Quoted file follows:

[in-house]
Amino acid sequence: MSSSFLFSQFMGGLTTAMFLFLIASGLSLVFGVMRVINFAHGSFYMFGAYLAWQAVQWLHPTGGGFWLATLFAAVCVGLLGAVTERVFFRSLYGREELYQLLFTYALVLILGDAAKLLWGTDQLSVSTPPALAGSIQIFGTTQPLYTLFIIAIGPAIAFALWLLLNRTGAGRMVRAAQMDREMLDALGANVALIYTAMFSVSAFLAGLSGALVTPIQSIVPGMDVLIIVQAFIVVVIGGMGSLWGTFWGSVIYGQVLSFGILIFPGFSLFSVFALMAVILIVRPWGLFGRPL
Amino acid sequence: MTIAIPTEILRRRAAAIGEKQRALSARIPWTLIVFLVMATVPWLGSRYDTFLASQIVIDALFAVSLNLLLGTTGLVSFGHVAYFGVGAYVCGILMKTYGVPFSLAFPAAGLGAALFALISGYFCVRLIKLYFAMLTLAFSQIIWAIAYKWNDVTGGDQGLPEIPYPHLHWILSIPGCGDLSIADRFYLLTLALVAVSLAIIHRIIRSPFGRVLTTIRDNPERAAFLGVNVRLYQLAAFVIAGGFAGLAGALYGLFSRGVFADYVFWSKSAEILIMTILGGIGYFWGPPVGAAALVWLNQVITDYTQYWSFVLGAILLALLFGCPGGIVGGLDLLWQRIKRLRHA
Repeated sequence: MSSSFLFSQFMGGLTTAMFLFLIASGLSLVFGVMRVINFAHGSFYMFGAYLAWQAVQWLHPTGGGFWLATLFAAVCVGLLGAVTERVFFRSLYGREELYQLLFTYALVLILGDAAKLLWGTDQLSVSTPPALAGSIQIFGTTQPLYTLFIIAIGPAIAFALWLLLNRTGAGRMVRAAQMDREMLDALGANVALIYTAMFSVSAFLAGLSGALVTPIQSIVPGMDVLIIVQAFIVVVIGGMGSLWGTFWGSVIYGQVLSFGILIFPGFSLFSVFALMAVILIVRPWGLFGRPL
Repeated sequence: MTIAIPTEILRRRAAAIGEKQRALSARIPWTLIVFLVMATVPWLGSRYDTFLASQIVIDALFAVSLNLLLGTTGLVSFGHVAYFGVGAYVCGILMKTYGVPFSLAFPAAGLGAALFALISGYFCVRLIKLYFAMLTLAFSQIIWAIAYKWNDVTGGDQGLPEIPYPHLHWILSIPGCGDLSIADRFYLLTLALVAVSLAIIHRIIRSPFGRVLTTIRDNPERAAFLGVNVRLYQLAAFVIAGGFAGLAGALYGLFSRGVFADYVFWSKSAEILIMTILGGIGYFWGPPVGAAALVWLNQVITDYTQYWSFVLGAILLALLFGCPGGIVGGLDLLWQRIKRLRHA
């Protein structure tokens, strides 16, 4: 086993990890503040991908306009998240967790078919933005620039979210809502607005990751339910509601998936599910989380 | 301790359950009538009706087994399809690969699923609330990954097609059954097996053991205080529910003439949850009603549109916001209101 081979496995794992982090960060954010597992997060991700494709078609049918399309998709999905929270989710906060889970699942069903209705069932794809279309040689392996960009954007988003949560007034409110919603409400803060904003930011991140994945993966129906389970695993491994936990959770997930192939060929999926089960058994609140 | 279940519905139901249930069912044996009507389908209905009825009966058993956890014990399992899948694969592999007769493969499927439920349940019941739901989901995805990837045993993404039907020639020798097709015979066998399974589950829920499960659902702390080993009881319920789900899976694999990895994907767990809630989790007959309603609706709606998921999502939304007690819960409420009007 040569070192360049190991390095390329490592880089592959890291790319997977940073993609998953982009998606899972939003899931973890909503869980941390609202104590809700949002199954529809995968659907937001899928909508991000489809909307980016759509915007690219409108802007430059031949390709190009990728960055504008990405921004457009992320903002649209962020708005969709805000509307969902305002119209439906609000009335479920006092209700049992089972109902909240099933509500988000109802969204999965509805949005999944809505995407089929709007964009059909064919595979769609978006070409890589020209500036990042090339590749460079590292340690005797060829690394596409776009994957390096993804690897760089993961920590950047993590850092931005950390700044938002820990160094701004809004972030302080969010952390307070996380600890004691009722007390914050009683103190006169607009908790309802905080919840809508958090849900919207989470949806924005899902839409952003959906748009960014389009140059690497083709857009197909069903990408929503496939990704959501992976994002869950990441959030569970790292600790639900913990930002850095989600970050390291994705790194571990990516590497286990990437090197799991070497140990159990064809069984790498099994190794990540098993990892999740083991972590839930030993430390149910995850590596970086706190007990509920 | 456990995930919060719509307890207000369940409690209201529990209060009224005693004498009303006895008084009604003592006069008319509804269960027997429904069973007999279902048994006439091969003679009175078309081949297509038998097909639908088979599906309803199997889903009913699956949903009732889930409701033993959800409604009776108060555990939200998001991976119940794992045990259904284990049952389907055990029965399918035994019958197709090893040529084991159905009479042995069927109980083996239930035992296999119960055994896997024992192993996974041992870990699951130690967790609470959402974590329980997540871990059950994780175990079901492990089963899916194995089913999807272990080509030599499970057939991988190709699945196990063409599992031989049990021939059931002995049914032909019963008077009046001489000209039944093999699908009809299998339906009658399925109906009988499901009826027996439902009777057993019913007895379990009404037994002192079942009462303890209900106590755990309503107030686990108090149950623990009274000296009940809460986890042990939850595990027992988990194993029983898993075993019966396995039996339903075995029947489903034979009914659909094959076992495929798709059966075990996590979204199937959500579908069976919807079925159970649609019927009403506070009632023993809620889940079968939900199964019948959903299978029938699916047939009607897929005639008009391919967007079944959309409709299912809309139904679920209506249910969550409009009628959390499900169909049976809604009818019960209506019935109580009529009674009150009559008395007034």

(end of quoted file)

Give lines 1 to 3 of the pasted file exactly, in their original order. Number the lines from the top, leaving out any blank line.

[in-house]
Amino acid sequence: MSSSFLFSQFMGGLTTAMFLFLIASGLSLVFGVMRVINFAHGSFYMFGAYLAWQAVQWLHPTGGGFWLATLFAAVCVGLLGAVTERVFFRSLYGREELYQLLFTYALVLILGDAAKLLWGTDQLSVSTPPALAGSIQIFGTTQPLYTLFIIAIGPAIAFALWLLLNRTGAGRMVRAAQMDREMLDALGANVALIYTAMFSVSAFLAGLSGALVTPIQSIVPGMDVLIIVQAFIVVVIGGMGSLWGTFWGSVIYGQVLSFGILIFPGFSLFSVFALMAVILIVRPWGLFGRPL
Amino acid sequence: MTIAIPTEILRRRAAAIGEKQRALSARIPWTLIVFLVMATVPWLGSRYDTFLASQIVIDALFAVSLNLLLGTTGLVSFGHVAYFGVGAYVCGILMKTYGVPFSLAFPAAGLGAALFALISGYFCVRLIKLYFAMLTLAFSQIIWAIAYKWNDVTGGDQGLPEIPYPHLHWILSIPGCGDLSIADRFYLLTLALVAVSLAIIHRIIRSPFGRVLTTIRDNPERAAFLGVNVRLYQLAAFVIAGGFAGLAGALYGLFSRGVFADYVFWSKSAEILIMTILGGIGYFWGPPVGAAALVWLNQVITDYTQYWSFVLGAILLALLFGCPGGIVGGLDLLWQRIKRLRHA